Also, besides thinking of the approaching third anniversary of Sikik's death, I have to think about September 11, 2001.  Ten years ago, radical Muslim terrorists struck New York City and Washington DC, killing over 3,000 men, women, and children.  The Twin Towers in New York City were bombed when the terrorists/hijackers used planes to fly into them, first one, then the other; lsss than two hours later, the towers fell, killing those who were still trapped inside, in addition to the people on the planes.  Another plane struck the Pentagon in Washington, DC and a fouth plane, heading towards the White House, went down in a field in Shanksville, Pennsylvania, when a brave man named Todd Beamer fought the terrorists and won, but at a price: the plane went down, but it missed the White House, saving hundreds, peshaps thousands, more lives.  Or else more people would have otherwise died.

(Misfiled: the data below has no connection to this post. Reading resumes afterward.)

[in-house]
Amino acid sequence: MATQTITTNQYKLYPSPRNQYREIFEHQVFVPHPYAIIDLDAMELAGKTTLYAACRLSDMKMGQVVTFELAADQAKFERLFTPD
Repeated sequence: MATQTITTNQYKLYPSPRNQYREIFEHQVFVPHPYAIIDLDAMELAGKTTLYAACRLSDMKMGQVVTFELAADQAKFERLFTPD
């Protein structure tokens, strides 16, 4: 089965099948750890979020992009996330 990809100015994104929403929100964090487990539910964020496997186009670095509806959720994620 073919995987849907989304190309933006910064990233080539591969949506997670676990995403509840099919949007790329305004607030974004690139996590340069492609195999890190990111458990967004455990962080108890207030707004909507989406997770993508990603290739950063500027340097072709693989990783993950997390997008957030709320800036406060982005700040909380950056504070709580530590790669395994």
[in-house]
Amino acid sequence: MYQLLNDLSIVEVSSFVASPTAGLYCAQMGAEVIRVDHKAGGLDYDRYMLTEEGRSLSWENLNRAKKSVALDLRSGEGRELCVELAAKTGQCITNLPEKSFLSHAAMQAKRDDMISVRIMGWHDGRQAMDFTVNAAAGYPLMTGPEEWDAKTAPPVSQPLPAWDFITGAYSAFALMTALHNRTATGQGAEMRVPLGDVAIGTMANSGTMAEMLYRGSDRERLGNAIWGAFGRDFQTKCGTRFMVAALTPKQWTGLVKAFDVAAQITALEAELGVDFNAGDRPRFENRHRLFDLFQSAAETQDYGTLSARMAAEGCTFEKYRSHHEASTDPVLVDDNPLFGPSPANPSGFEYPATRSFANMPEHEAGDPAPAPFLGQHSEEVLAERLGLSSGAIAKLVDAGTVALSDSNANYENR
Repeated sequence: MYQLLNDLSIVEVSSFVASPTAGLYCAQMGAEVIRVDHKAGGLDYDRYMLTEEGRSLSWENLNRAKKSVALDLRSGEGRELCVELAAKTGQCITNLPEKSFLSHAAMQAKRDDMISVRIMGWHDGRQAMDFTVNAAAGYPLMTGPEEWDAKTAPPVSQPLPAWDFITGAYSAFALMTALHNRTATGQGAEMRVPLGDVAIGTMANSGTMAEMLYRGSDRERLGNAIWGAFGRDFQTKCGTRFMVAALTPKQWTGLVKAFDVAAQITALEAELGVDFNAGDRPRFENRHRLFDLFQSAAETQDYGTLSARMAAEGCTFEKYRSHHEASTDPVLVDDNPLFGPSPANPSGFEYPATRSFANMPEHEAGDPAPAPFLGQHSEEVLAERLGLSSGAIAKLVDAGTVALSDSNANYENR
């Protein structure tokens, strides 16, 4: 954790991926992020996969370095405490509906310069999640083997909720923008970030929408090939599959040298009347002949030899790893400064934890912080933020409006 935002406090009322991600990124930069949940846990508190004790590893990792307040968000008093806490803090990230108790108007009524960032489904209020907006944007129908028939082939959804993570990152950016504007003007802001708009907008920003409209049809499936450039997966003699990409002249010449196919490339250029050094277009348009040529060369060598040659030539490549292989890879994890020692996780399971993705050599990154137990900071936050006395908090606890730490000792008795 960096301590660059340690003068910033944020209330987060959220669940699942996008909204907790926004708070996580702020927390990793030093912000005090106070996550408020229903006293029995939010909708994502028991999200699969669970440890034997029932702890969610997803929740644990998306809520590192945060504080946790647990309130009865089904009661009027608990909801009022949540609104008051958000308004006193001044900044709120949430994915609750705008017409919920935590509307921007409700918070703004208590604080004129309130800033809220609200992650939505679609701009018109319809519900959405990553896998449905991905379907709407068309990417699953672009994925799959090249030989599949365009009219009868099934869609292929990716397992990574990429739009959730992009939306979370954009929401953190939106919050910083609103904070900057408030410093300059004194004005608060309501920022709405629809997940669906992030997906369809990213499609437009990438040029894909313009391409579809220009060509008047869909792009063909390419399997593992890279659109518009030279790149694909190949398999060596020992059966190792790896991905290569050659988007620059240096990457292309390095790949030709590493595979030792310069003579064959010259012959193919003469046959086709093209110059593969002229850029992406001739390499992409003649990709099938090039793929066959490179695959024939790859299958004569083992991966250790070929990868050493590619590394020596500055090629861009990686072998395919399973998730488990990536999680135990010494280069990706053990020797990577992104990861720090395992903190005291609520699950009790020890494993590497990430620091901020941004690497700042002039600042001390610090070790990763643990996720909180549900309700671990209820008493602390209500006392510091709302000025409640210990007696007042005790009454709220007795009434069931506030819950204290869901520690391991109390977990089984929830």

I remember what Sikik and I were doing that day.  Sikik was puttering around the house, cleaning, vacuuming, and dusting, while I was cleaning the sled and taking care of the dogs, when the news bulletin came on, telling people that the Twin Towers in New York City, New York, were burning.  Sikik turned on the news; she then called me in, and what we both saw will be etched in my memory for all eternity.  All we could do was watch helplessly and cry.  I will never forget it and it still makes me sad all these years later.

Well, tears are threatening to spill, so I'd best stop writing; besides, I have to be at work in a half hour.  It takes ten minutes to get there.  I will write in here again another day; until later, this is Mattaq Eegeesiak saying so long; may the Great Spirit bless you in all of your days!

~Mattaq.  (Nearly put Sikik; she's sure on my mind a lot today ... how I miss her ...) 


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Reviewed by Karla Dorman, The StormSpinner 9/2/2011
Sadness in these lines of loss, Karen, very well done. :(

(((HUGS))) and love, Karla.


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Karen Lynn Vidra, The Texas Tornado